Joe Frazier, the former heavyweight box champion, died Monday night at 67 after a brief final fight with liver cancer.
The family issued a release confirming the boxer’s death.
Joe Frazier, who handed Muhammad Ali his first defeat yet had to live forever in his shadow.
The boxer, who took on Muhammad Ali in three momentous fights in the 1970s – including the epic “Thrilla in Manilla” – had been under home hospice care in his Philadelphia home after being diagnosed just weeks ago with the cancer that took his life, a family friend said.
Until then, Joe Frazier had been doing regular autograph appearances, including one in Las Vegas in September.
Boxing promoter Don King called Joe Frazier a giant among men.
Smokin’ Joe was a small yet ferocious fighter who smothered his opponents with punches, including a devastating left hook he used to end many of his fights early.
It was the left hook that dropped Muhammad Ali in the 15th round at Madison Square Garden in 1971 to seal a win in the so-called “Fight of the Century”.
Though he beat Muhammad Ali in that fight, Joe Frazier lost the final two and for many years was bitter about the role Ali forced him to play as his foil.
“You can’t mention Ali without mentioning Joe Frazier,” said former AP boxing writer Ed Schuyler Jr.
“He beat Ali, don’t forget that.”
They fought three times, twice in the heart of New York City and once in the morning in a steamy arena in the Philippines.
They went 41 rounds together, with neither giving an inch and both giving it their all.
In their last fight in Manila in 1975, they traded punches with a fervor that seemed unimaginable among heavyweights.
Joe Frazier gave almost as good as he got for 14 rounds, then had to be held back by trainer Eddie Futch as he tried to go out for the final round, unable to see.
“Closest thing to dying that I know of,” Muhammad Ali said afterward.
Muhammad Ali was as merciless with Joe Frazier out of the ring as he was inside it. He called him a gorilla, and mocked him as an Uncle Tom.
But he respected him as a fighter, especially after Joe Frazier won a decision to defend his heavyweight title against the then-unbeaten Muhammad Ali in a fight that was so big Frank Sinatra was shooting pictures at ringside and both fighters earned an astonishing $2.5 million.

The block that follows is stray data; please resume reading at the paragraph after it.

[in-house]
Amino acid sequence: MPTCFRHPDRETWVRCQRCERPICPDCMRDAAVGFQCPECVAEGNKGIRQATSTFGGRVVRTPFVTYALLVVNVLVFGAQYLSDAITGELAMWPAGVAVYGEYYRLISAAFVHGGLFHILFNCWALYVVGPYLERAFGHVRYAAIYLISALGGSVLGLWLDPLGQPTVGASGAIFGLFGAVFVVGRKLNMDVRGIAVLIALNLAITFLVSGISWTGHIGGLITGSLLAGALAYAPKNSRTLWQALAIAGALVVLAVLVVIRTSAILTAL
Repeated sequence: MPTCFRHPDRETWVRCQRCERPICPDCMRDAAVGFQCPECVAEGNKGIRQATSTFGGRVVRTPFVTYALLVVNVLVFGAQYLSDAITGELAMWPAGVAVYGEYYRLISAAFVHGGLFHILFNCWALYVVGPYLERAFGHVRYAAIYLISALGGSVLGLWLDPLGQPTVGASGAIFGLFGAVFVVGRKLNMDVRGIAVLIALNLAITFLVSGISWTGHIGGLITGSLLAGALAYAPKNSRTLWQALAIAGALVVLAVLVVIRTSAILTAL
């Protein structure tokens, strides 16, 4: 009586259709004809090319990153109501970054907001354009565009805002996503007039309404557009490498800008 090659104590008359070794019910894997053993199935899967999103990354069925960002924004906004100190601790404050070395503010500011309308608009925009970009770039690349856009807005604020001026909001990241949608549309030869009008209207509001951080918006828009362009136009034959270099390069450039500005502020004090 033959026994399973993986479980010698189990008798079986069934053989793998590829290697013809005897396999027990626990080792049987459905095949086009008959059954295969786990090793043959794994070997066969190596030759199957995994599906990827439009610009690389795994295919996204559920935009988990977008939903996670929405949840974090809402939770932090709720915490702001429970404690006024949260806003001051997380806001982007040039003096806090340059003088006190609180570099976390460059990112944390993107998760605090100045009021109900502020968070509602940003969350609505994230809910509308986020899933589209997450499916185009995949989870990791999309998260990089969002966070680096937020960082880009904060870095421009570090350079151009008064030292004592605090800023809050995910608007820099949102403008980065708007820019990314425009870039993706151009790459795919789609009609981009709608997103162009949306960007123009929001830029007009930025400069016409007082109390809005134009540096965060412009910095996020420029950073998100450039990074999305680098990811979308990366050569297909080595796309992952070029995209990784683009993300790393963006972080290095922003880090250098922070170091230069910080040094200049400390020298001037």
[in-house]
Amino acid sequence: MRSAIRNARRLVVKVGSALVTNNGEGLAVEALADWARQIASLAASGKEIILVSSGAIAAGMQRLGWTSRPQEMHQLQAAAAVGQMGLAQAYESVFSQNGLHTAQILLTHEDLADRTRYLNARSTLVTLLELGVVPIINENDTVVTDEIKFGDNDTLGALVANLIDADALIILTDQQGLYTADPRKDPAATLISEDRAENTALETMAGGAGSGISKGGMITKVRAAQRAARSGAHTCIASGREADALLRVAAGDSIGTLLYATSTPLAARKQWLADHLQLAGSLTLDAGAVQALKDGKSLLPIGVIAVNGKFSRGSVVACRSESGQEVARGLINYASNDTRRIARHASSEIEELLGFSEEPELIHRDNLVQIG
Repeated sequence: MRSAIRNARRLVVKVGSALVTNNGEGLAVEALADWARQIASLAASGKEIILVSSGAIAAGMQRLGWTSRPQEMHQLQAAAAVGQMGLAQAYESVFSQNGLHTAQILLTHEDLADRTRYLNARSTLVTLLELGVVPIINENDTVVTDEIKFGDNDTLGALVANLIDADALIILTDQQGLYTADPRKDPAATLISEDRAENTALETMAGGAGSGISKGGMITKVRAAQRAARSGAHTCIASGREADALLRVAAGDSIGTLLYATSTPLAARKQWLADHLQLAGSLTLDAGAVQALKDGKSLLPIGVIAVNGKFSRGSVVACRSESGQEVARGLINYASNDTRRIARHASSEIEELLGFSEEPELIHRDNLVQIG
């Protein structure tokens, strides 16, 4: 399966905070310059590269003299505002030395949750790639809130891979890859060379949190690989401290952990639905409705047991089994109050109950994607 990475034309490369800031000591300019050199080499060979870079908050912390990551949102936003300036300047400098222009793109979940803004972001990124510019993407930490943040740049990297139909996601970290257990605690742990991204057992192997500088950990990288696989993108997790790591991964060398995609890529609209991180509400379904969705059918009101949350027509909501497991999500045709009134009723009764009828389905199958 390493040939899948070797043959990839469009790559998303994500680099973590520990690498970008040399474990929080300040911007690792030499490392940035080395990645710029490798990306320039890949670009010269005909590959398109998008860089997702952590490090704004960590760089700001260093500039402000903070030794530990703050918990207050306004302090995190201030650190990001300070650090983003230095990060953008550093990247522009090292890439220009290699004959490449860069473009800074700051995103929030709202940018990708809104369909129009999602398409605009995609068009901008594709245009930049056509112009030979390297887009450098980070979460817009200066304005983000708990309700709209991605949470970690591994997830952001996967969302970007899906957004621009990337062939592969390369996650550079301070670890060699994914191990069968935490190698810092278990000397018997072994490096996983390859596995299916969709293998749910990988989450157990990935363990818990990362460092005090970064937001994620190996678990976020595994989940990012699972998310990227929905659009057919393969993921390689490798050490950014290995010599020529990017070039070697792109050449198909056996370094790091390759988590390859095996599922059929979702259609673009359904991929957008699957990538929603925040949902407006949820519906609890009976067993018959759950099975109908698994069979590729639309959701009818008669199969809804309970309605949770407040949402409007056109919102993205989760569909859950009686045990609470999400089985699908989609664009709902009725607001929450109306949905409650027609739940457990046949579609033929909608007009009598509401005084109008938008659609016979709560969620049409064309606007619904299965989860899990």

The night at the Garden 40 years ago remained fresh in Joe Frazier’s mind as he talked about his life, career and relationship with Muhammad Ali a few months before he died.
Joe Frazier told The Associated Press: ”I can’t go nowhere where it’s not mentioned. That was the greatest thing that ever happened in my life.”
Though slowed in his later years and his speech slurred by the toll of punches taken in the ring, Joe Frazier was still active on the autograph circuit in the months before he died.
In September he went to Las Vegas, where he signed autographs in the lobby of the MGM Grand hotel-casino shortly before Floyd Mayweather Jr.’s fight against Victor Ortiz.
Joe Frazier was small for a heavyweight, weighing just 205 pounds when he won the title by stopping Jimmy Ellis in the fifth round of their 1970 fight at Madison Square Garden.
But he fought every minute of every round going forward behind a vicious left hook, and there were few fighters who could withstand his constant pressure.
His reign as heavyweight champion lasted only four fights – including the win over Muhammad Ali – before he ran into an even more fearsome slugger than himself.
George Foreman responded to Joe Frazier’s constant attack by dropping him three times in the first round and three more in the second before their 1973 fight in Jamaica was waved to a close and the world had a new heavyweight champion.
Two fights later, he met Muhammad Ali in a rematch of their first fight, only this time the outcome was different.
Muhammad Ali won a 12-round decision, and later that year stopped George Foreman in the Rumble in the Jungle in Zaire.
There had to be a third fight, though, and what a fight it was. With Muhammad Ali’s heavyweight title at stake, the two met in Manila in a fight that will long be seared in boxing history.
Joe Frazier went after Muhammad Ali round after round, landing his left hook with regularity as he made Ali backpedal around the ring.